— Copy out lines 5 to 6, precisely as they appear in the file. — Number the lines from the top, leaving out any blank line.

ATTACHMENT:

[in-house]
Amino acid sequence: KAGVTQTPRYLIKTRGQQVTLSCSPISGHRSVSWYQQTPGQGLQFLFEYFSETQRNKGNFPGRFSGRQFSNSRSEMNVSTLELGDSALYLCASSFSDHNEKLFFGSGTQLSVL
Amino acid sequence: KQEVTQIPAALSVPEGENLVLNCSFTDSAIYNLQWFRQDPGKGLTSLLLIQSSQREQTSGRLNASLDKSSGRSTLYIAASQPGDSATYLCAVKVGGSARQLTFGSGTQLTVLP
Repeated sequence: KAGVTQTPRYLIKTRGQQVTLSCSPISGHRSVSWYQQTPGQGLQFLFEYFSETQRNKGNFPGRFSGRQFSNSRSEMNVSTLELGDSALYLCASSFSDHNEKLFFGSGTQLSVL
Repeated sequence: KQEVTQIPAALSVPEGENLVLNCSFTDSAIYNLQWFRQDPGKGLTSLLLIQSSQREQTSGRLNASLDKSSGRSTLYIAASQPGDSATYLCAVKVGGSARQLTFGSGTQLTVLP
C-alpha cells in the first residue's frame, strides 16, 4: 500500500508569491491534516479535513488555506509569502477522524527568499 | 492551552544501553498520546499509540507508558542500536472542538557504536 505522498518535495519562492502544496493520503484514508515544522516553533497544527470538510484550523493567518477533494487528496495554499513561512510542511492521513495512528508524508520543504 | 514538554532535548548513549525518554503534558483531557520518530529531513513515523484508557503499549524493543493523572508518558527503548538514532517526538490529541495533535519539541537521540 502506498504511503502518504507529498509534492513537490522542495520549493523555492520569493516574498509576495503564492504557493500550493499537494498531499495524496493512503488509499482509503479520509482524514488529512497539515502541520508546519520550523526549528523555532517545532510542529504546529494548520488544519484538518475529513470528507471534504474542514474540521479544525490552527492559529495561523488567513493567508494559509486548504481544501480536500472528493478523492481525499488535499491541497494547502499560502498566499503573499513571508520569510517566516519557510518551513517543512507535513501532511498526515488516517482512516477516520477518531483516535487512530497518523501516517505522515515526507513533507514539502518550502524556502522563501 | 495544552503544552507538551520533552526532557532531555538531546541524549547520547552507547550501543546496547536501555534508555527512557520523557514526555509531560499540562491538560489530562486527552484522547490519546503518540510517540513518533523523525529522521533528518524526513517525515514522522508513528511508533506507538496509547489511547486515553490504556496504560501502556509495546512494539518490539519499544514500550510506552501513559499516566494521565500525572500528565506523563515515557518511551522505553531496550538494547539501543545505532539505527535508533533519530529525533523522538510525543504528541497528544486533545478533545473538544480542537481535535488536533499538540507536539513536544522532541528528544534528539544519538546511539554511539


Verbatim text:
Repeated sequence: KQEVTQIPAALSVPEGENLVLNCSFTDSAIYNLQWFRQDPGKGLTSLLLIQSSQREQTSGRLNASLDKSSGRSTLYIAASQPGDSATYLCAVKVGGSARQLTFGSGTQLTVLP
C-alpha cells in the first residue's frame, strides 16, 4: 500500500508569491491534516479535513488555506509569502477522524527568499 | 492551552544501553498520546499509540507508558542500536472542538557504536 505522498518535495519562492502544496493520503484514508515544522516553533497544527470538510484550523493567518477533494487528496495554499513561512510542511492521513495512528508524508520543504 | 514538554532535548548513549525518554503534558483531557520518530529531513513515523484508557503499549524493543493523572508518558527503548538514532517526538490529541495533535519539541537521540 502506498504511503502518504507529498509534492513537490522542495520549493523555492520569493516574498509576495503564492504557493500550493499537494498531499495524496493512503488509499482509503479520509482524514488529512497539515502541520508546519520550523526549528523555532517545532510542529504546529494548520488544519484538518475529513470528507471534504474542514474540521479544525490552527492559529495561523488567513493567508494559509486548504481544501480536500472528493478523492481525499488535499491541497494547502499560502498566499503573499513571508520569510517566516519557510518551513517543512507535513501532511498526515488516517482512516477516520477518531483516535487512530497518523501516517505522515515526507513533507514539502518550502524556502522563501 | 495544552503544552507538551520533552526532557532531555538531546541524549547520547552507547550501543546496547536501555534508555527512557520523557514526555509531560499540562491538560489530562486527552484522547490519546503518540510517540513518533523523525529522521533528518524526513517525515514522522508513528511508533506507538496509547489511547486515553490504556496504560501502556509495546512494539518490539519499544514500550510506552501513559499516566494521565500525572500528565506523563515515557518511551522505553531496550538494547539501543545505532539505527535508533533519530529525533523522538510525543504528541497528544486533545478533545473538544480542537481535535488536533499538540507536539513536544522532541528528544534528539544519538546511539554511539